With immigration proving such a hot topic at the moment it can be hard work to make sense of all the conflicting opinions, statistics and numbers. What does it all actually mean? Is the UK going to sink under the weight of so many people or have the numbers been spun for political gain?
Well the lovely people at the Guardian have taken the latest Immigration Statistics published by the Office for National Statistics and created interactive diagrams, charts and tables to break it all down.
This means that you can now see things such as how many people have come and gone from the UK, where they came from, how asylum application patterns have change over the years and how many people are deported.
This incredibly useful summary means that you no longer have to read a news story saying ‘Net migration hits 250,000’ and say to yourself, ‘is that a lot? How much was it five, or ten, years ago?’
If you are concerned about immigration, about the government’s recent changes to the Immigration Rules, or simply want to understand what’s happening in some more detail then this is the perfect place to start.
Hot on the heels of their quiz testing how European you are, the Guardian has asked 100 people across the country - What does being British mean to you?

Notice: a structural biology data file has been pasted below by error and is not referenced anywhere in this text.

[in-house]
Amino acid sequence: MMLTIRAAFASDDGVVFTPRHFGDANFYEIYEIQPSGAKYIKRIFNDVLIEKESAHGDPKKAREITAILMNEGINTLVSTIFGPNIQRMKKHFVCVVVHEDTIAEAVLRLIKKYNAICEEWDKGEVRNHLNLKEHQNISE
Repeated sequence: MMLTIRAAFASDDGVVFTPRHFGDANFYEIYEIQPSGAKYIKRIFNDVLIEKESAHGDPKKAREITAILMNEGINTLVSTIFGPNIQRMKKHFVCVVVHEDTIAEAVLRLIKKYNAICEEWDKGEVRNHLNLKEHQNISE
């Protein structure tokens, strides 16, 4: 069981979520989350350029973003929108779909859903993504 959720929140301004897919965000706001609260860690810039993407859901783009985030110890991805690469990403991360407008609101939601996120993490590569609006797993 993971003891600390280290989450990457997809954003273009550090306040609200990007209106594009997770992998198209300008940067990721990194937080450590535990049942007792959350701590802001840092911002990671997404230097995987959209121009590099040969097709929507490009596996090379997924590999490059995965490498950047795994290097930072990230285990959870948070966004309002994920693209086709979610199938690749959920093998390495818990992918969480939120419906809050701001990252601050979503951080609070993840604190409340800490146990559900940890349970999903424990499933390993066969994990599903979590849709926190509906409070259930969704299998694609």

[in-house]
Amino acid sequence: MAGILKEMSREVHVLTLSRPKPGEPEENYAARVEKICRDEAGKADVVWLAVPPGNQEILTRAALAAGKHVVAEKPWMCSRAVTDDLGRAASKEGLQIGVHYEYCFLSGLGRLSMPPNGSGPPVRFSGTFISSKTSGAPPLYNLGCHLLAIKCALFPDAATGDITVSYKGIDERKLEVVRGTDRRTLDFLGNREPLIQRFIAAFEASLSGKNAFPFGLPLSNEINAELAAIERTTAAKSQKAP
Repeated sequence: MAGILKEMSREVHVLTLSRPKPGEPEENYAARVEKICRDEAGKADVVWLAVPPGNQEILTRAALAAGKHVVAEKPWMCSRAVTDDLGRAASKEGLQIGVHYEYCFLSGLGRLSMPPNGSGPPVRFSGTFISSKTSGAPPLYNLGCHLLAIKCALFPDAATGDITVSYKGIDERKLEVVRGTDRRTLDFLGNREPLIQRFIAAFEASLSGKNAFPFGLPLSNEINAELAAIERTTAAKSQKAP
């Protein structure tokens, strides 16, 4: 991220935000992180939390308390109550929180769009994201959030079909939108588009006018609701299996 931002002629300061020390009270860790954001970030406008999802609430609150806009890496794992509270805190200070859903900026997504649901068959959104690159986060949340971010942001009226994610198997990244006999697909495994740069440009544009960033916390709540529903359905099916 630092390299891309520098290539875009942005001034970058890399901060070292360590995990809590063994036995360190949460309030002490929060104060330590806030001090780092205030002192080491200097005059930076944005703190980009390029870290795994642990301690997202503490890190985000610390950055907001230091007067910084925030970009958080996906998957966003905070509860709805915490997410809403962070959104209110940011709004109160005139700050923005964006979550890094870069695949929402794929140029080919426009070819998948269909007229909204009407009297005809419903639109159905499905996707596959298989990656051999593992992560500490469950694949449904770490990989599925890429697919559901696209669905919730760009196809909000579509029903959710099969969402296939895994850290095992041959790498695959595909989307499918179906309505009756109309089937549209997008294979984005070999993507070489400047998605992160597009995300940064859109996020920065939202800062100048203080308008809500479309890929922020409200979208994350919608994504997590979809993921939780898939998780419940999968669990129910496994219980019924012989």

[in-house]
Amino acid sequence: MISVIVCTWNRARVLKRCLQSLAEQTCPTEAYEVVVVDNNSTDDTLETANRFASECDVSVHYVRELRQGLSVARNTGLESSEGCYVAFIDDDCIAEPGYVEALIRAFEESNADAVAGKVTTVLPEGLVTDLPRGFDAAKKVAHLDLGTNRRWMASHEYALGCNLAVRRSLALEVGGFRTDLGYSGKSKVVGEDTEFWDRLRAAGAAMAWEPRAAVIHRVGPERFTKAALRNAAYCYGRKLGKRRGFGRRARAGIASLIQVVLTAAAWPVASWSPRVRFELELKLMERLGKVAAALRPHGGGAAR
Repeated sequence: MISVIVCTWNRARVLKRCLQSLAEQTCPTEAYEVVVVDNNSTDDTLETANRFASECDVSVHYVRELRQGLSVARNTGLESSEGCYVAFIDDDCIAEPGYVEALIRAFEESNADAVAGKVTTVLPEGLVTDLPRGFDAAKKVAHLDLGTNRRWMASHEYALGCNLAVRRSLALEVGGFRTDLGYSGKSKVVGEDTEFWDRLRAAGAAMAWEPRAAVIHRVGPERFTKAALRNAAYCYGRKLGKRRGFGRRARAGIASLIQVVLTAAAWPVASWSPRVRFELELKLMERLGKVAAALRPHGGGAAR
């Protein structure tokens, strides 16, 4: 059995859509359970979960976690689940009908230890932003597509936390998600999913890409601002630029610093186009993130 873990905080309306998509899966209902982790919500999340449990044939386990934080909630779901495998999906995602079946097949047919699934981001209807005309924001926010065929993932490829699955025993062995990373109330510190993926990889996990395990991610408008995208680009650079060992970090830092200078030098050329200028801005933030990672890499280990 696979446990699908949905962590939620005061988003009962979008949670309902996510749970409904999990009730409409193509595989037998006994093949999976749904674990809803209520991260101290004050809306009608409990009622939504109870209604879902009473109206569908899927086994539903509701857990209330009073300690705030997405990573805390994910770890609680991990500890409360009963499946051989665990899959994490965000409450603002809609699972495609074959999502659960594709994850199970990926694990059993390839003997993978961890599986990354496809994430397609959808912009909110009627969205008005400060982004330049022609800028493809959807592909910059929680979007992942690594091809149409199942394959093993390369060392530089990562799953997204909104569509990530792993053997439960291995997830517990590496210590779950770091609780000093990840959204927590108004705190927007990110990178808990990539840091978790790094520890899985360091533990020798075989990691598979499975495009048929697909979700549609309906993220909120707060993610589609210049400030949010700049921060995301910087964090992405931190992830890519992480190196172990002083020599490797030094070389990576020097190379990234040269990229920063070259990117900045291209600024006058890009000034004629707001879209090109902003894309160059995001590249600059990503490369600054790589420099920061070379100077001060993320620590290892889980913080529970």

This year Britain will see the Queen’s diamond jubilee, the Olympics and changes to the citizenship test as well as a vote on Scottish independence on the horizon. So there is perhaps no better time to ask - what does being British mean to you?
The national identity of any country is a hard thing to define but in the UK, where immigration continues to be a divisive issue, there are ever more voices to hear. If you ask people in the UK what they consider their national identity to be it is likely that you will get a different answer for every person you ask. A group of people may all say they are British, but they will also tell you that their family are from Scotland, England, or somewhere outside of the UK. Others may say they are just from one country and don’t feel British.
What do you think though? You are all people hoping to join the British nation so do you agree with the people the Guardian spoke to? Do the 100 people in this article make you proud and happy to be working towards becoming part of the British nation?
With technology and media bringing so much more of the world to our homes every day the national identity of countries will be more and more in peoples’ minds. Do we run the risk of losing it or will it strengthen as the world becomes more closely interlinked? Do migrants bring richness and diversity to the British culture or are they partly responsible for changing it? If things are changing, are they changing for the worse or the better?
If you want to share your thoughts on this then come join the conversation on our Facebook page.